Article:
BEIRUT: Sectarian tensions rose over the weekend as Prime Minister-designate Mustapha Adib’s attempts to form a new government hit a deadlock over who controls the Finance Ministry, marking time with no solution in sight, with the feuding parties sticking to their guns over a rotation of the four sovereign ministries.
The unyielding positions of the Shiite duo, the Amal Movement and Hezbollah, which insist on retaining hold of the Finance Ministry, and former Prime Minister Saad Hariri and three other ex-premiers, who staunchly reject this, are putting the country, already in the throes of the worst economic and financial crisis since the 1975-90 Civil War, on a sectarian edge.
The two Sunni and Shiite sides’ intractable positions come amid mounting international pressure on Lebanon’s rival political leaders to accelerate the formation of a new government that can enact urgent reforms in line with French President Emmanuel Macron’s initiative to rescue Lebanon from a series of multiple crises.
Worse still, the lack of progress in Adib’s Cabinet formation efforts might eventually push him to step down, a development that would put Macron’s initiative in jeopardy.
“Behind-the-scenes contacts over the Cabinet formation over the weekend did not produce any tangible results due to the intransigent attitudes of both the Shiite duo and the four former premiers,” a political source familiar with the government formation process told The Daily Star Sunday.
“The failure to break the Cabinet formation deadlock raises the prospects of the prime minister-designate stepping down because he wants to enrage neither the Shiite sect nor the Sunni sect with his proposed Cabinet lineup,” the source said.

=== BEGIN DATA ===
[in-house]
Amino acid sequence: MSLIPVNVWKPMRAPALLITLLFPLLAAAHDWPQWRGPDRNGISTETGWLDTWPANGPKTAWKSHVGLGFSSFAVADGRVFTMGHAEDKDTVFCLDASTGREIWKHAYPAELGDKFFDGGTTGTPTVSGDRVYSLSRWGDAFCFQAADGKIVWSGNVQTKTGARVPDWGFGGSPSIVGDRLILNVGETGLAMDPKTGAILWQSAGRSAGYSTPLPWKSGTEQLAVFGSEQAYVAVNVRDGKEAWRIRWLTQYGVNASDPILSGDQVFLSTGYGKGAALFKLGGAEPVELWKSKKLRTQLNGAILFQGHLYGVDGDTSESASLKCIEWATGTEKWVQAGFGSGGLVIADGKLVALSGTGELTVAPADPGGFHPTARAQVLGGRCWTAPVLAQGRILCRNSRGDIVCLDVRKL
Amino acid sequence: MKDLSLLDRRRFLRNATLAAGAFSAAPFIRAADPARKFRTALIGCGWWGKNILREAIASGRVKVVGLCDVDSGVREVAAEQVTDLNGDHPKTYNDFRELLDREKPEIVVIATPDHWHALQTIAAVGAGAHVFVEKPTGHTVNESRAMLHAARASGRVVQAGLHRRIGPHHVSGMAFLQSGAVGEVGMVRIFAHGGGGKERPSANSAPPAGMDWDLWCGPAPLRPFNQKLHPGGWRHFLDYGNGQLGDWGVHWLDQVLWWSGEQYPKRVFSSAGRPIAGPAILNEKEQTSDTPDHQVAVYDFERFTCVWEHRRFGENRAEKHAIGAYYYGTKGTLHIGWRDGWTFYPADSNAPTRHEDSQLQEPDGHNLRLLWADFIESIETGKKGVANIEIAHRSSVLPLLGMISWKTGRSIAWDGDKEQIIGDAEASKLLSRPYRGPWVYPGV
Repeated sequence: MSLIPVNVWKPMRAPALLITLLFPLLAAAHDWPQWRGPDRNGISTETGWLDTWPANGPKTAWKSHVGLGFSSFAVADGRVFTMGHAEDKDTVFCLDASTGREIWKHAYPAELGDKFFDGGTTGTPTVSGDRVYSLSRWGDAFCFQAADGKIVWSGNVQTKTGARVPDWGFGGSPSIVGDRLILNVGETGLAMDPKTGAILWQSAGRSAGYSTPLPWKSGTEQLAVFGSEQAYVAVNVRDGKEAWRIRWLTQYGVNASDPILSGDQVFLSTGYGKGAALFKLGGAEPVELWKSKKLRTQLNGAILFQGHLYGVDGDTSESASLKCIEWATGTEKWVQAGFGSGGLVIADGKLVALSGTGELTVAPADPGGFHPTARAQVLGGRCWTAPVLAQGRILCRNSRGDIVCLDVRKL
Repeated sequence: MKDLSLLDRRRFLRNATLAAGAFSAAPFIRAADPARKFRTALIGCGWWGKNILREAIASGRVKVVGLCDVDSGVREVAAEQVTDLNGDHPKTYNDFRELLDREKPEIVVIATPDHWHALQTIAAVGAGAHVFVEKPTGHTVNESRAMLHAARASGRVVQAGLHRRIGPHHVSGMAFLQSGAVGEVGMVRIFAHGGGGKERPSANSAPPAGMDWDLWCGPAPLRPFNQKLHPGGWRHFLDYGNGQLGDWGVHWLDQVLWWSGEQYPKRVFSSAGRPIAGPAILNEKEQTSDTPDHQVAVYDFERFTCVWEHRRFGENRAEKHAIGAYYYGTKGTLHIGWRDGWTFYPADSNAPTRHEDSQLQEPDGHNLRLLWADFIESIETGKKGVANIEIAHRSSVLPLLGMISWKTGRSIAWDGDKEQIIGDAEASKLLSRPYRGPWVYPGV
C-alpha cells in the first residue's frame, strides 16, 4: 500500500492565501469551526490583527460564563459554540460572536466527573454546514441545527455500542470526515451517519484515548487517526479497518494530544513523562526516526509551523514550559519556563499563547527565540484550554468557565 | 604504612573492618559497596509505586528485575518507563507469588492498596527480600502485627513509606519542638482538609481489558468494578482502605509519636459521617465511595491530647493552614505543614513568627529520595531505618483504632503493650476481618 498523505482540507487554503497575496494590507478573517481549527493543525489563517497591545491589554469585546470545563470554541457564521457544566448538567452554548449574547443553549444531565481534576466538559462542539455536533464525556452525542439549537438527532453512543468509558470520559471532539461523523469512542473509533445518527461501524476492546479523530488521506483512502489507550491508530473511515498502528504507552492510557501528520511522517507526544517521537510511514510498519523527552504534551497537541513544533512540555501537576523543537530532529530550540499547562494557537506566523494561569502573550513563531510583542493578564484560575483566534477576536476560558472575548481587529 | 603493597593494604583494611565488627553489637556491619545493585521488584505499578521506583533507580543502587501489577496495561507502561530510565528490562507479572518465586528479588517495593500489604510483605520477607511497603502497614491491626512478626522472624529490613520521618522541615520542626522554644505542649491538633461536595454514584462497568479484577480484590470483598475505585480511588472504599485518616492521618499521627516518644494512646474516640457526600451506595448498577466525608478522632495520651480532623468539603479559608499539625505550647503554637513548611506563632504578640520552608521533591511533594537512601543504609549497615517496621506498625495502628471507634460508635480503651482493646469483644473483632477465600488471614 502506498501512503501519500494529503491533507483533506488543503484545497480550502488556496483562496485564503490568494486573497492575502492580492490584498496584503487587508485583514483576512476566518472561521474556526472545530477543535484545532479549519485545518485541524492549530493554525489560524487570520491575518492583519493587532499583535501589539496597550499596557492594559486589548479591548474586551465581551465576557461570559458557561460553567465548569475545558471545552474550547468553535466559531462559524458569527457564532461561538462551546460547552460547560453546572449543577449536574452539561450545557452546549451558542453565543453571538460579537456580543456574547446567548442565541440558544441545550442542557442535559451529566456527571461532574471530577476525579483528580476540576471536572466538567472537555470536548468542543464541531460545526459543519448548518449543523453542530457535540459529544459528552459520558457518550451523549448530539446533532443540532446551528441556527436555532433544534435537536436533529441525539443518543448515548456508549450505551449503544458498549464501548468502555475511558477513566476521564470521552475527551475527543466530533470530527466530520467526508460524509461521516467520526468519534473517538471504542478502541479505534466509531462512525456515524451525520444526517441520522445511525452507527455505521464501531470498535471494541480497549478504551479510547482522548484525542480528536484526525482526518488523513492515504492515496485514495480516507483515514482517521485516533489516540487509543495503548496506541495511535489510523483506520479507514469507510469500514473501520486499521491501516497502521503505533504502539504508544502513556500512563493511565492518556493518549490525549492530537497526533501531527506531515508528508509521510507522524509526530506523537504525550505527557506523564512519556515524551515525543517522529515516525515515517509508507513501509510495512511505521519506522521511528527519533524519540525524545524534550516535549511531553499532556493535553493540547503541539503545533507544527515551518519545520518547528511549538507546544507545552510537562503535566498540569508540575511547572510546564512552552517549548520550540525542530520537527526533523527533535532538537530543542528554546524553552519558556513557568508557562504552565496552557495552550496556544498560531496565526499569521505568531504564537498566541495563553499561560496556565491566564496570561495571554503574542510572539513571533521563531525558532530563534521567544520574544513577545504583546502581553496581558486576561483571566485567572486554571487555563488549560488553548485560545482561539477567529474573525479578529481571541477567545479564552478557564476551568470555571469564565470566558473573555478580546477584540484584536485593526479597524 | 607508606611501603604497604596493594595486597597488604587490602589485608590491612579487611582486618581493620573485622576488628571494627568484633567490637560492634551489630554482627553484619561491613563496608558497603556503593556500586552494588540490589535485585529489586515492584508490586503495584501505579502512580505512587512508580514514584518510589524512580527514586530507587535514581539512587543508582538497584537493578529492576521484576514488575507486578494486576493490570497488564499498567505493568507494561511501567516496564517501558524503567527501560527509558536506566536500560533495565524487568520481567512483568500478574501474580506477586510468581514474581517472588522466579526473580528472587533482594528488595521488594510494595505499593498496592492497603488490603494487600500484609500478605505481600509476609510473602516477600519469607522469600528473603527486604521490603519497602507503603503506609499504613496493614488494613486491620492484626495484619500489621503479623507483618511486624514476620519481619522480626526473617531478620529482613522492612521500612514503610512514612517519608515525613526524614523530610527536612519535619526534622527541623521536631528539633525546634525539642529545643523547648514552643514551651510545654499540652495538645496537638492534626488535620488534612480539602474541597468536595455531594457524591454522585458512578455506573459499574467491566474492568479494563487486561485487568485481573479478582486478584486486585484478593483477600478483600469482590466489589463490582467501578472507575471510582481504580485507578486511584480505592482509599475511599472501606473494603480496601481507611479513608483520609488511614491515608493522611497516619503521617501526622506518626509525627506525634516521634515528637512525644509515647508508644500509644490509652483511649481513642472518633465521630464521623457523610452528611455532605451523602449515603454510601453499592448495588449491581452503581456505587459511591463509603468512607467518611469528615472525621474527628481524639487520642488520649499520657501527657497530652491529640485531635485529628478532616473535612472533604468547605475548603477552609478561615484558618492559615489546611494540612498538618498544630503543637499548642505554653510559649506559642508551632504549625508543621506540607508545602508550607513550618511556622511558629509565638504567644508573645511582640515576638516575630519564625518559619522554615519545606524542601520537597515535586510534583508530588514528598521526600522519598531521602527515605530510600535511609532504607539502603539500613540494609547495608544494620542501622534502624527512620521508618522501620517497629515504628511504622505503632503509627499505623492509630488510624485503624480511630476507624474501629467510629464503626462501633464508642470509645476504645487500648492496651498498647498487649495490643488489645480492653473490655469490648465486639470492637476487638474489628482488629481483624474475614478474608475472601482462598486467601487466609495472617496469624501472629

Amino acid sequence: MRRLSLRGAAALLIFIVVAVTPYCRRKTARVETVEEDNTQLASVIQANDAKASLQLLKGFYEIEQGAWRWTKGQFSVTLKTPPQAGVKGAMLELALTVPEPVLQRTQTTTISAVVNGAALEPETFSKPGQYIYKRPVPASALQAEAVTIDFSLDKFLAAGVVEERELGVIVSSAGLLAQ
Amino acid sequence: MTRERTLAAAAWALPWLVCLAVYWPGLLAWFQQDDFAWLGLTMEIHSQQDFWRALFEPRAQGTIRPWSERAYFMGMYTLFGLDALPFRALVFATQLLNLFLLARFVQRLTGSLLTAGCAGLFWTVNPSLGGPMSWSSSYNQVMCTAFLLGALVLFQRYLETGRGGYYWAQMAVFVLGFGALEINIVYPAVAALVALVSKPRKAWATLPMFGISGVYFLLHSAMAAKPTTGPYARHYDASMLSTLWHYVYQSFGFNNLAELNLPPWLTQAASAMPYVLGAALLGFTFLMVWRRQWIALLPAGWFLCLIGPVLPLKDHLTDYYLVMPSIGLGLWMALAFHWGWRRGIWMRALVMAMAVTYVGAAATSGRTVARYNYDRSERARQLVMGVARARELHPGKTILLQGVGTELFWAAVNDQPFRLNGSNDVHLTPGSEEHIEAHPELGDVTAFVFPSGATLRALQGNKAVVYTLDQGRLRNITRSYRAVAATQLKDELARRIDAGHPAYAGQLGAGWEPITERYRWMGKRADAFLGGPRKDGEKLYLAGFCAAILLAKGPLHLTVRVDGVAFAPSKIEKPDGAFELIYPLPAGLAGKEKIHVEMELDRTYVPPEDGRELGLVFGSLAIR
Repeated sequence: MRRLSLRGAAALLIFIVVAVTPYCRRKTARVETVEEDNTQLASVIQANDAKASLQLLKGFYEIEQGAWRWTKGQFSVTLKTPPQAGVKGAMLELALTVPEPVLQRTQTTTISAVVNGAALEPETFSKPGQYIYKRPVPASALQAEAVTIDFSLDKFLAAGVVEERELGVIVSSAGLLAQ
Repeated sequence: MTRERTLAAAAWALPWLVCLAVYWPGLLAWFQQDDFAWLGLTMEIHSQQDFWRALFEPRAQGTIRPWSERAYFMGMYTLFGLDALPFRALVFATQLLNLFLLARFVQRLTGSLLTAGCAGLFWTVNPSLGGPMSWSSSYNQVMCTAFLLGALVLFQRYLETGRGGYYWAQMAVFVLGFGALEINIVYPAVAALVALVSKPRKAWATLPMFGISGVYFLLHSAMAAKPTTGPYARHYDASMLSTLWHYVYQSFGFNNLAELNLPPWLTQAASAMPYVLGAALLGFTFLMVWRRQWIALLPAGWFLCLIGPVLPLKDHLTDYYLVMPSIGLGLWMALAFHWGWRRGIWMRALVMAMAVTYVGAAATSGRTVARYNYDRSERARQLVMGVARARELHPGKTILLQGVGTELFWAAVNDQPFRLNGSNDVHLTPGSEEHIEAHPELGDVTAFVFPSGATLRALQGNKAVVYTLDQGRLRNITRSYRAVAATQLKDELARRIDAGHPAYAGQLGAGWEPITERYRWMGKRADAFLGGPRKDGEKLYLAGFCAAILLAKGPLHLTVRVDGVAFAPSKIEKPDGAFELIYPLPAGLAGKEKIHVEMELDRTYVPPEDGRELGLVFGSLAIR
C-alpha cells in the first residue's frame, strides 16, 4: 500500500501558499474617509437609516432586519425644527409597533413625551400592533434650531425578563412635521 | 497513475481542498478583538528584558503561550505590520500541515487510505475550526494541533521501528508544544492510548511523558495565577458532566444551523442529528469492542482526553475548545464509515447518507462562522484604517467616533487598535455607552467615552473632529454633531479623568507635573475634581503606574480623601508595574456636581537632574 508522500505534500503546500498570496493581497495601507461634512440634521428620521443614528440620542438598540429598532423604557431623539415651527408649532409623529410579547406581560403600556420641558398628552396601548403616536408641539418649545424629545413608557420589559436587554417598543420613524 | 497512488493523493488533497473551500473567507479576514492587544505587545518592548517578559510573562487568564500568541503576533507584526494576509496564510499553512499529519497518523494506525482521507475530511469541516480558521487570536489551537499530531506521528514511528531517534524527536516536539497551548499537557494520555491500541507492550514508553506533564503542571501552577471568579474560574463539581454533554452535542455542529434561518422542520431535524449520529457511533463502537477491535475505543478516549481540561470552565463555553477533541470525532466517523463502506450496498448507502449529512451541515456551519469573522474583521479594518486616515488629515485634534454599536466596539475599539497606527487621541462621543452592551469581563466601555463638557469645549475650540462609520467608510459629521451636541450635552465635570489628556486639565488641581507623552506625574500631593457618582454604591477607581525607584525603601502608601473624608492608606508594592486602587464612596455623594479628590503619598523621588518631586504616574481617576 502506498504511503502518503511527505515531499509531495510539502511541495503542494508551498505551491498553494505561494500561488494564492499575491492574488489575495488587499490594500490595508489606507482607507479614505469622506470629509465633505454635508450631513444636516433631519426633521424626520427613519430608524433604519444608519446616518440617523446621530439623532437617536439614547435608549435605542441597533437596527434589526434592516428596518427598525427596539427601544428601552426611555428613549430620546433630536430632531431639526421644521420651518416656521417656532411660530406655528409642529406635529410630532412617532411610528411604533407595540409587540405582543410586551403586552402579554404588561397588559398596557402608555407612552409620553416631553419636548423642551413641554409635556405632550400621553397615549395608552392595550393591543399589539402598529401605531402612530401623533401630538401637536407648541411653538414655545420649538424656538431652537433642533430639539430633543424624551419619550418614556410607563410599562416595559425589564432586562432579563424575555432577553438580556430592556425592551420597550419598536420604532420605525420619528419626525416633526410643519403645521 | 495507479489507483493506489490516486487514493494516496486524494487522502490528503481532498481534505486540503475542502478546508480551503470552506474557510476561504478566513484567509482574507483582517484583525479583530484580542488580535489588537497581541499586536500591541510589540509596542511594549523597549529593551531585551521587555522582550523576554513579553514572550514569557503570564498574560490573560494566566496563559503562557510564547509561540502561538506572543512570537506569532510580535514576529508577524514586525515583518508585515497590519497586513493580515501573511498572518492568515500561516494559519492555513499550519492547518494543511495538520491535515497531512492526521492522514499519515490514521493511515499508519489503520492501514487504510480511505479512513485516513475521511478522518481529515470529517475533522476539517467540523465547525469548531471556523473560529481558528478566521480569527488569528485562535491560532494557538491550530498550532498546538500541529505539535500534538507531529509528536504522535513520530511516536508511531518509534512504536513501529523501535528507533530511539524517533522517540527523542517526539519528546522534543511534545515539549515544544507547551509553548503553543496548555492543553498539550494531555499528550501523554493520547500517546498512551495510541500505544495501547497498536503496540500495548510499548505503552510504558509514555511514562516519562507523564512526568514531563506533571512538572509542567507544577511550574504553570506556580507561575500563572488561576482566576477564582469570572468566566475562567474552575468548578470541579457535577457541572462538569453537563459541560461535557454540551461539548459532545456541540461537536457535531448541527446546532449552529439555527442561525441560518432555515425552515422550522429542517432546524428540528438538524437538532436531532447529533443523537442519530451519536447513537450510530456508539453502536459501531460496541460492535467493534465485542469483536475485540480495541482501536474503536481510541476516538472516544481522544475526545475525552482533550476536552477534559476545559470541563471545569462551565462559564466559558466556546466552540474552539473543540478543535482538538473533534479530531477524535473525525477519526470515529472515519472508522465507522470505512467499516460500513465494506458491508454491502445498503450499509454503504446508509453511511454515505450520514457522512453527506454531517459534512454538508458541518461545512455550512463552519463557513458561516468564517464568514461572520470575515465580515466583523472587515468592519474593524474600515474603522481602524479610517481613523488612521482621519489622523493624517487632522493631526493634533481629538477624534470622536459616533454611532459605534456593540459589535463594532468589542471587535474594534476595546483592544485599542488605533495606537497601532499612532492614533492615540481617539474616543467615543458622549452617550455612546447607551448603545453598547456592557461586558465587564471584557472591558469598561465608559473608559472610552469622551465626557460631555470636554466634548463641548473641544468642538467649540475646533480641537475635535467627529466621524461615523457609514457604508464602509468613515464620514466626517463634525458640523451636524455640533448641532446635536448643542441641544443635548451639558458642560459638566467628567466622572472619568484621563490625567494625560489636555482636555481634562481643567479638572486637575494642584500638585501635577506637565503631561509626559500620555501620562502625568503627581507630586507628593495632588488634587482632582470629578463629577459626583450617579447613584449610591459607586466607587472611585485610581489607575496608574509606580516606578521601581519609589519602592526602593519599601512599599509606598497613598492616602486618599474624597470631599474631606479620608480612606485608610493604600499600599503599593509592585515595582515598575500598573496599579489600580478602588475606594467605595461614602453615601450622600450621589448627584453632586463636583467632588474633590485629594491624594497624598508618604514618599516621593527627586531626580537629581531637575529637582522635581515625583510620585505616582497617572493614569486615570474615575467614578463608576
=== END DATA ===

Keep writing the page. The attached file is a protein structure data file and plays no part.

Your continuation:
Adib said after meeting President Michel Aoun Thursday that he had delayed a decision to step down after his efforts to form a new government had been stalled by the dispute over which sect would helm the Finance Ministry. He said he agreed with Aoun to give more time for further consultations to resolve the rift over the Finance Ministry. The 15-day deadline set by Macron for the Cabinet formation during his visit to Beirut and meeting with Lebanese political leaders Sept. 1 expired Wednesday.
Since he was designated on Aug. 31 with a big parliamentary majority as prime minister, Adib has promised to form a small 14-member Cabinet comprised of specialists independent of political parties who can work on implementing important reforms to extract the country from the crippling economic and financial crisis, aggravated by last month’s deadly explosion in Beirut. His efforts are backed by France.
Implementation of the long-overdue key reforms is needed to unlock promised international aid to the country, avert a total economic collapse and cope with the grave consequences of the Aug. 4 explosion that devastated Beirut Port and left swaths of the capital in ruins. The blast, the biggest in Lebanon’s history and caused by the detonation of 2,750 tons of ammonium nitrates, killed at least 192 people, injured thousands, left 300,000 people homeless and caused losses worth billions of dollars.